Is the MLS playoff format penalizing the top seeds by not giving enough weight to the regular season?
No. The unpredictability we are seeing in MLS playoffs is an inherent characteristic of playoffs in general.
Can MLS improve the current playoff format?
It depends on the definition of “improvement”. If it means giving more chance of winning to the top seed, it would be at the expense of some of the excitement and unpredictability.
Example 1:- Limit the playoff teams to 8 (or 6). With an 8-team playoff format, Houston would not have made it this year, With a 6-team format, neither Houston nor LA would have made it.
Example 2:- If the aggregate is even after 2 legs, the higher seed advances. This is being used in Liga MX playoffs since 1996. However, only one-1st seed has won the “Liguilla” (Playoffs) since 1996-97 ( 1 in 30 – 3.3%). Please note that in México there are two half-seasons per year, each followed by a Liguilla.
Based on the league’s growth and economic implications, I highly doubt they will go the route of reducing playoff teams. Trying the Liga MX playoff system won’t harm but I am not very sure if it is going to make that much of a difference.
There are more ways the format can be tweaked than the two examples above. However, it might be very difficult to maximize excitement as well as give a higher chance of success for the higher seeds.
While MLS may not be able to do much with the playoff format given the constraints, they can definitely do a better job of scheduling the playoffs.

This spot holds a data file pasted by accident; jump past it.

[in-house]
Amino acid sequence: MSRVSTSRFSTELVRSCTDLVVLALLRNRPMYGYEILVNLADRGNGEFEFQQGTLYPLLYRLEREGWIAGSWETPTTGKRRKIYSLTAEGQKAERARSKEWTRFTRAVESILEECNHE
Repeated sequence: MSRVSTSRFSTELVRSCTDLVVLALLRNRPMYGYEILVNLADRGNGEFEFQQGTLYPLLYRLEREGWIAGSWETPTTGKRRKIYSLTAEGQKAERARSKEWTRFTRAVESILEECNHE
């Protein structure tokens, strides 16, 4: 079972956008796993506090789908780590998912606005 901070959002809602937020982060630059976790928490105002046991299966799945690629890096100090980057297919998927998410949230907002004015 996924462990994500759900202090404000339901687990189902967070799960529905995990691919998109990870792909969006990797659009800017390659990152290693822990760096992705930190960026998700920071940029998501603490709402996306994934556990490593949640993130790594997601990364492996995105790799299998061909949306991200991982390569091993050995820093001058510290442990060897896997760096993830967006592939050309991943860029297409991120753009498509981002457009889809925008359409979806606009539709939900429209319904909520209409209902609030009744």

Seattle played RSL in Western Conference semi-finals on 11/2 (Home) and 11/8 (Away). They returned to Seattle late on 11/9 due to snow and flew to LA on 11/10 to play the WC final away leg vs. LA Galaxy on 11/11. They had a 1-week break for the return leg of the WC final in Seattle on 11/18.
It might have been much better for Seattle if they got a couple more days between the 2nd leg of the semifinal and the 1st leg of the instead of a minimum break with zero leeway for unforeseen circumstances. DC United faced the same problem due to rescheduling forced Hurricane Sandy.
Issues like these can be fixed easily and they should be.
Is the winner of the MLS cup the “best team” in MLS?
There is no precise answer to this question.
I believe that the team with the best regular season record is the best team. However, MLS teams do not play a balanced schedule. Teams play more games against in-conference opponents than teams outside their conference. This weakens the argument for the team with the best regular season record being crowned the best team. If MLS ever moves to a balanced schedule, I believe that the team with the best regular season record should get more recognition and credit.
With are without a balanced schedule, I believe that playoffs are here to stay.
The onus is upon the teams to figure out a way to peak during playoffs. After all, a seed is just a number; 5th or 1st does not seem to matter during the playoffs.
Will Johnson of Real Salt Lake summed up the playoffs very eloquently:
“It’s a bit of a crapshoot. It always has been over the years and it is what it is. It’s fun and we enjoy playing in these kind of games. There’s so much on the line and anyone can get the MLS Cup. Obviously we experienced that ourselves one year.” ( Source: Seattle Times)
I hope Sounders and Sounders’ fans can experience “that” feeling soon.